Buffers are a way to protect shared public resources, but the immediate impact can feel unevenly dispersed across the community, as not all parcels have wetlands or shorefront. Sometimes the impacts can be uneven across the watershed as well; for example, downstream communities benefit from effective buffers implemented in communities upriver.

3)      The regulatory framework for buffers varies from community to community and state to state.

Buffer ordinances can vary significantly from one community to the next, from no buffer to a 25’ no cut-no disturbance buffer, to a 50’ or larger limited cut or managed buffer. Implementation capacity also varies between communities, contributing to different results despite what’s in the ordinance. Towns can even differ in their decision-making process, the amount of information they require from applicants, and the strictness with which ordinances are implemented. Buffer regulations and the decision-making process also vary significantly between states.

This variability can be challenging for developers who have to navigate different regulatory frameworks, and also for newcomers who move to a new town and may not be aware that the requirements and processes might be different. In addition, this can create a sense of competition between towns, or a fear, warranted or not, on the part of some stakeholders who want to see more development and growth in their town that if their buffer regulations are stricter than those of neighboring towns, developers may look elsewhere.

4)      Buffers bring up a lot of value judgments.

Wetland buffers around New Orleans, Louisiana like the Central Wetlands Unit, provide a variety of services such as pollutation filtering, natural storm protection for the people living nearby, and others. Photo Credit: Kasey R. Jacobs, The Coastal Society.
Wetland buffers around New Orleans, Louisiana like the Central Wetlands Unit, provide a variety of services such as pollution filtering, natural storm protection for the people living nearby, and others (Photo Credit: Kasey R. Jacobs, The Coastal Society).

Whether intentional or not, buffers are tied to people’s visions for the town’s future and perspectives about growth. There are inevitably some differences of opinion about this, particularly as towns are facing rising development pressures and seeing influxes of newcomers who lack the tie to the town’s past and character. Also, support for protective measures like buffers depends on an underlying sense of connection to natural resources and an understanding of their benefits. For example, one key benefit of buffers is protection of drinking water sources. However, if people lack an awareness of where their drinking water comes from, it might be difficult to see the direct benefits of buffers.

5)      Buffers also bring up the issue of shifting baselines, a challenge that often arises in many coastal management issues.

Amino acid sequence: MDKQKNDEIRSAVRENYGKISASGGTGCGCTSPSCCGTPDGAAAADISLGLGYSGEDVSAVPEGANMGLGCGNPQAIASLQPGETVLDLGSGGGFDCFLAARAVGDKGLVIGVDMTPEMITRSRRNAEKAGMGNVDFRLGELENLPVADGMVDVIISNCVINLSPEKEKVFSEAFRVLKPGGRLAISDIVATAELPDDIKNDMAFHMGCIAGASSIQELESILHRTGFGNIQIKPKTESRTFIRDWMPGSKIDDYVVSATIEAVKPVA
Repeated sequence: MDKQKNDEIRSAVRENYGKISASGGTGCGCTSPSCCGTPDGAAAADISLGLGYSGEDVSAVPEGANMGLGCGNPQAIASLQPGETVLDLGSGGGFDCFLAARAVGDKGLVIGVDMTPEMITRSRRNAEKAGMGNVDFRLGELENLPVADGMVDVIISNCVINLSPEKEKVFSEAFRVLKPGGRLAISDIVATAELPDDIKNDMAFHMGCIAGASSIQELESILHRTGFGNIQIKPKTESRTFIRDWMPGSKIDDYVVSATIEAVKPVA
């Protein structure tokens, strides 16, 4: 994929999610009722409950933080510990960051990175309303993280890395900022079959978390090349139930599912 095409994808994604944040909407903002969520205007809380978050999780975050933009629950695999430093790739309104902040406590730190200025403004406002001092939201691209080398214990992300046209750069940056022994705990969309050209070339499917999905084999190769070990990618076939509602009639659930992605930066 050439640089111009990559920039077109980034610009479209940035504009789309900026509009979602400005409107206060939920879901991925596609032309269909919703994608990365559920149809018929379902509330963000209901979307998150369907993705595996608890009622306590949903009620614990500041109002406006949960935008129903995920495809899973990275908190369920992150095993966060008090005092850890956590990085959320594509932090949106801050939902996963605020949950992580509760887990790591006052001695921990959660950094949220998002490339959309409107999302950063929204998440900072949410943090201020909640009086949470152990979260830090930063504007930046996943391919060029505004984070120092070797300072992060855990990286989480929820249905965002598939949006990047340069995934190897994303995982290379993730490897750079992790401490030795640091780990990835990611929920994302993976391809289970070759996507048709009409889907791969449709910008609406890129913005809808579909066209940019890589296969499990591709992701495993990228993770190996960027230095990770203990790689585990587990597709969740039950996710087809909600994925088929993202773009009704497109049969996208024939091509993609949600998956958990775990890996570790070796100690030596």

As memory of the past state of natural resources is lost, the connection to the reasoning and need for buffers can weaken. Many communities are seeing changing population dynamics, with a combination of longtime residents and newcomers. The newcomers may not be aware of how abundant resources were or how healthy ecosystems were in that area’s past, and so the current state becomes their baseline. And with turnover in decision-makers, institutional memory and the original rationale for buffer regulations can get lost as well.

A way forward for buffers?

If nothing else, I hope that this article makes clear how complex buffers can be. There are many different layers – regulatory, ecological, and social – and it’s important to understand them all in order to effectively use buffers as a tool to protect water resources and maintain the many functions they provide. Buffers offer a low-cost way to protect drinking water, reduce damage from flooding and erosion, and reduce the cost of water treatment and stormwater management, as well as a host of other benefits. It’s clear that we need to promote a broad, underlying awareness of the importance of these ecosystem services in order to foster support for buffers.

Comment below to share your stories about how buffers work in your state or communities! What are the perspectives and concerns related to buffers that you encounter? What are the challenges? Any ideas for innovative approaches to buffers? What resources or information would be helpful?

For more information:

Resources from a recent EPA Regional Buffers Workshop:

Buffer Options for the Bay project page:

Lisa Graichen works as a Community Engagement Specialist with the Great Bay National Estuarine Research Reserve in New Hampshire.  She is working on a number of projects, including Buffer Options for the Bay. Lisa has been with the Reserve since September 2015. She also is a member of the TCS Communications Subcommittee and a volunteer with the Stewardship Network of New England. Lisa is a 2015 graduate of the TIDES program (Training for the Integration of Decision-making and Ecosystem Science) at the University of New Hampshire, a master’s program focusing on coastal ecosystem management, during which she interned at the Hudson River National Estuarine Research Reserve in New York. Outside of the office, Lisa enjoys hiking with her dog Baxter and exploring local rivers by kayak or paddleboard.